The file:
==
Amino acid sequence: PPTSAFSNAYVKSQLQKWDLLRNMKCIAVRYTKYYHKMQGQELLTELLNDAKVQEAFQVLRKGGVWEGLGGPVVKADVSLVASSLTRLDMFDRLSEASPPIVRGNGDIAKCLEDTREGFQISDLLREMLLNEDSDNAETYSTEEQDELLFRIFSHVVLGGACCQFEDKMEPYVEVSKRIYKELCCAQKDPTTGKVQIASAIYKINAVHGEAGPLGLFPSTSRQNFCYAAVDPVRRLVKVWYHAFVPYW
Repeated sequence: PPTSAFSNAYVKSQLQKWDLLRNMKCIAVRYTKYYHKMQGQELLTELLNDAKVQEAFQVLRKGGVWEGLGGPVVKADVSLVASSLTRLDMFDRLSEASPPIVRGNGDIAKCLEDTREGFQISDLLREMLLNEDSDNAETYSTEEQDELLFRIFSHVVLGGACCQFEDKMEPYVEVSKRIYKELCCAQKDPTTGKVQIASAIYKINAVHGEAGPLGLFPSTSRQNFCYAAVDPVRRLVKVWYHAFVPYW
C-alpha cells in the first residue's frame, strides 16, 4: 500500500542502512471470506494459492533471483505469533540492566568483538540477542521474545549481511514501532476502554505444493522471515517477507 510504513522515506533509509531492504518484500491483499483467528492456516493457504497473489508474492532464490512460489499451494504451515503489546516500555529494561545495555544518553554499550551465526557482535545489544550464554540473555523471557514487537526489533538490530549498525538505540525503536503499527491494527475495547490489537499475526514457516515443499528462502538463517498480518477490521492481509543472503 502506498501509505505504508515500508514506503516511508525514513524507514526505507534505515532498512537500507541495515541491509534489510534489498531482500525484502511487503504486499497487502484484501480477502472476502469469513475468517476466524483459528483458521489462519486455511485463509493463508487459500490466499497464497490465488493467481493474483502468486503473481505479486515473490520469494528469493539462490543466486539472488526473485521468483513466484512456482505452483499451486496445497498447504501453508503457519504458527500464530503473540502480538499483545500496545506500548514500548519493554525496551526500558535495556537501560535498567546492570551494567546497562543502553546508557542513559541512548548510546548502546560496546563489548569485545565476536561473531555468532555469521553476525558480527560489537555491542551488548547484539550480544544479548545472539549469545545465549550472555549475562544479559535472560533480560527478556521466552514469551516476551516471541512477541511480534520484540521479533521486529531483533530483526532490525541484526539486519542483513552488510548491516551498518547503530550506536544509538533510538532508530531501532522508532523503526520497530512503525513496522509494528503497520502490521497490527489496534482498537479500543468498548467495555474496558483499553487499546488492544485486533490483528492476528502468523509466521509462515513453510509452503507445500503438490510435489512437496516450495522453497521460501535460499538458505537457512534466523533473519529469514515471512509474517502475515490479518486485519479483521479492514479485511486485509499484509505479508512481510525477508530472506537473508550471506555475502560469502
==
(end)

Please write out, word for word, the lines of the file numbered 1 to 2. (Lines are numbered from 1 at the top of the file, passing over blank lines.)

Amino acid sequence: PPTSAFSNAYVKSQLQKWDLLRNMKCIAVRYTKYYHKMQGQELLTELLNDAKVQEAFQVLRKGGVWEGLGGPVVKADVSLVASSLTRLDMFDRLSEASPPIVRGNGDIAKCLEDTREGFQISDLLREMLLNEDSDNAETYSTEEQDELLFRIFSHVVLGGACCQFEDKMEPYVEVSKRIYKELCCAQKDPTTGKVQIASAIYKINAVHGEAGPLGLFPSTSRQNFCYAAVDPVRRLVKVWYHAFVPYW
Repeated sequence: PPTSAFSNAYVKSQLQKWDLLRNMKCIAVRYTKYYHKMQGQELLTELLNDAKVQEAFQVLRKGGVWEGLGGPVVKADVSLVASSLTRLDMFDRLSEASPPIVRGNGDIAKCLEDTREGFQISDLLREMLLNEDSDNAETYSTEEQDELLFRIFSHVVLGGACCQFEDKMEPYVEVSKRIYKELCCAQKDPTTGKVQIASAIYKINAVHGEAGPLGLFPSTSRQNFCYAAVDPVRRLVKVWYHAFVPYW